That very few of us love her for her activism is true; and whether or not she helped the bipolar or encouraged some women to be feisty, the most of us were left by her philanthropically untouched.  Had she written a treatise on political economy; had she found a cure for cancer; had she distinguished herself on the field of battle or even been the wife of the President she would have kept herself in front of our eyes -- not as Princess Leia, but as a genius, as a scholar, as a pioneering scientist or a savior of the nation.  What she was to us -- to us, the people with feelings and wants and needs and interests and fantasies of our own -- was Princess Leia, and we are happy to have had her play the role well.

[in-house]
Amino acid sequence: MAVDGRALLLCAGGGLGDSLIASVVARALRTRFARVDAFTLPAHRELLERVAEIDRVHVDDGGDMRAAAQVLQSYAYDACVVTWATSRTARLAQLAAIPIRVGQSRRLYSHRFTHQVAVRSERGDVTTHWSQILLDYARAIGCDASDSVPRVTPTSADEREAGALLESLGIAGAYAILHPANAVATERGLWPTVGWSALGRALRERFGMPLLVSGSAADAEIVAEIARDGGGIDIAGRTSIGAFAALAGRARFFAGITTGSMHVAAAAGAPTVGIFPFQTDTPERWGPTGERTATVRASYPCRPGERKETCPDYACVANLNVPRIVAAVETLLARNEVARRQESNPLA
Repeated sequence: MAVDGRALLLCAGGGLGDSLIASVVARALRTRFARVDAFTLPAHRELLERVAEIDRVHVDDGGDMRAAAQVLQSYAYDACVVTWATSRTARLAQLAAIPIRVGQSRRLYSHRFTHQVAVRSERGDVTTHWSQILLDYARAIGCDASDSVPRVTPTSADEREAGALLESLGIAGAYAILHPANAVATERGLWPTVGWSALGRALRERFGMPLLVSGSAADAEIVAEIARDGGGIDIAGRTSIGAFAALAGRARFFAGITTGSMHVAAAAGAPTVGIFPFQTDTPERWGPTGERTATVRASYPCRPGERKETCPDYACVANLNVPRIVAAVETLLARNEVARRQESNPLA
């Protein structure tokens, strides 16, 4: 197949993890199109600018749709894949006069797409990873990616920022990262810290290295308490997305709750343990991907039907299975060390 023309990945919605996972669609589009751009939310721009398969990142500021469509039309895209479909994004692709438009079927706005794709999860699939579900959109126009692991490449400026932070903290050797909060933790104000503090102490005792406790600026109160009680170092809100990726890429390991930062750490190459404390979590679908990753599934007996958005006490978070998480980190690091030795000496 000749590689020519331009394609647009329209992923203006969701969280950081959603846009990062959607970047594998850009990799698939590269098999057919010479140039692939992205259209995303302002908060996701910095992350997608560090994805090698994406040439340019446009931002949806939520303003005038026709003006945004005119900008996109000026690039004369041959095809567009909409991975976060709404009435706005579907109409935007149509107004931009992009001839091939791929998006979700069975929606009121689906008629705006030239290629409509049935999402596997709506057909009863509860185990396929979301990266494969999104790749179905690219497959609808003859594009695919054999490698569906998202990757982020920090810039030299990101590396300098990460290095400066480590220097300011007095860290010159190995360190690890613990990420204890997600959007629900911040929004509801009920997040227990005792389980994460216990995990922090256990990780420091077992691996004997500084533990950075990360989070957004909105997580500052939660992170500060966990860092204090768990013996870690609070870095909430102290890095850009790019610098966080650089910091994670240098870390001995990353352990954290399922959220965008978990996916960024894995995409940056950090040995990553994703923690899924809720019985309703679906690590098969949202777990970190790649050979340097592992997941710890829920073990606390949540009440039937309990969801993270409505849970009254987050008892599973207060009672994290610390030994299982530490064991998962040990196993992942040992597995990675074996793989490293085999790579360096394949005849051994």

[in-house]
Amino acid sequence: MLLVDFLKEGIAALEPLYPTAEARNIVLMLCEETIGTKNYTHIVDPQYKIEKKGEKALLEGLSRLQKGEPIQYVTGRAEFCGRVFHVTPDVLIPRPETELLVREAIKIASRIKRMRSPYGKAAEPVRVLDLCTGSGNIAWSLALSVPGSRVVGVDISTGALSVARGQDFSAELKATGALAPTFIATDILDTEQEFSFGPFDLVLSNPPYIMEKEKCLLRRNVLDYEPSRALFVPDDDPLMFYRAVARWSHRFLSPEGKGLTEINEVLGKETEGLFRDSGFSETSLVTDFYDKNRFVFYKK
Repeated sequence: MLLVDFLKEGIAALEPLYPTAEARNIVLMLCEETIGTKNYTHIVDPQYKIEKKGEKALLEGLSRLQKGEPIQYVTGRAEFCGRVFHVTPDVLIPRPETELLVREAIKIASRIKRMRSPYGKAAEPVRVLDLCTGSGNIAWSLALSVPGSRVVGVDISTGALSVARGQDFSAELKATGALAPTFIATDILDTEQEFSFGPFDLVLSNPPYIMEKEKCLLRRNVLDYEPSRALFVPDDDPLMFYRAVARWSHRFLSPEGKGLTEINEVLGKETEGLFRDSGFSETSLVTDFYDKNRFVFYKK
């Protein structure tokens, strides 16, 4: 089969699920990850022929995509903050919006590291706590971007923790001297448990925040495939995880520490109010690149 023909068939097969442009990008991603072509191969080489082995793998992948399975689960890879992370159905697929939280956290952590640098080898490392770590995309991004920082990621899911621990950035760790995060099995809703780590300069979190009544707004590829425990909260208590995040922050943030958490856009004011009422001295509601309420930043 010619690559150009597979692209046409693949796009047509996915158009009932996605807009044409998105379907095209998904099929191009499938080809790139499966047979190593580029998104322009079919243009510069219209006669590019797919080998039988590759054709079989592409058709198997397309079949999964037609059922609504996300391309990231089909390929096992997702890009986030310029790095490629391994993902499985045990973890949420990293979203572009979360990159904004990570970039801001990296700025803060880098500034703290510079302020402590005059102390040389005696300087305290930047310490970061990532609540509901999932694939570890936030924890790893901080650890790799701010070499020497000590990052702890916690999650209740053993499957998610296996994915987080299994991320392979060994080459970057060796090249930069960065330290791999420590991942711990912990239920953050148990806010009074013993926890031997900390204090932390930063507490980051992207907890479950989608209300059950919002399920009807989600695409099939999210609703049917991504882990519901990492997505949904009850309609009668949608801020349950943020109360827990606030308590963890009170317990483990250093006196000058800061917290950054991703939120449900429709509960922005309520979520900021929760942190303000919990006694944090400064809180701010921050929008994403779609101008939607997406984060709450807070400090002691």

We have heard this argument before about many people.  That Audrey Hepburn (whose only good film was My Fair Lady) should have been known for her philanthropy, or that Marilyn Monroe (whose crowning achievement was taking her clothes off) should have been known for her library -- in short, that we ought, like in Beauty and The Beast, to ignore everything on the outside and look at the in-*.  But how many philanthropists and preachers and teachers and warriors and owners of libraries are there already -- and how many of them are overshadowed by the Bill Gateses, the Jim Sinegals, the Winston Churchills; the Bonos and Francis Chans and Mother Theresas?  Our virtues, however admirable they appear, are mostly destined for obscurity.  We simply have too many of them.  Our talents, on the other hand, are responsible for making us famous.  Carrie Fisher's talent was not actually a talent; and for that we are taking a beating.  Her beauty was an accident; and because it was an accident, we are told that we're being immoral.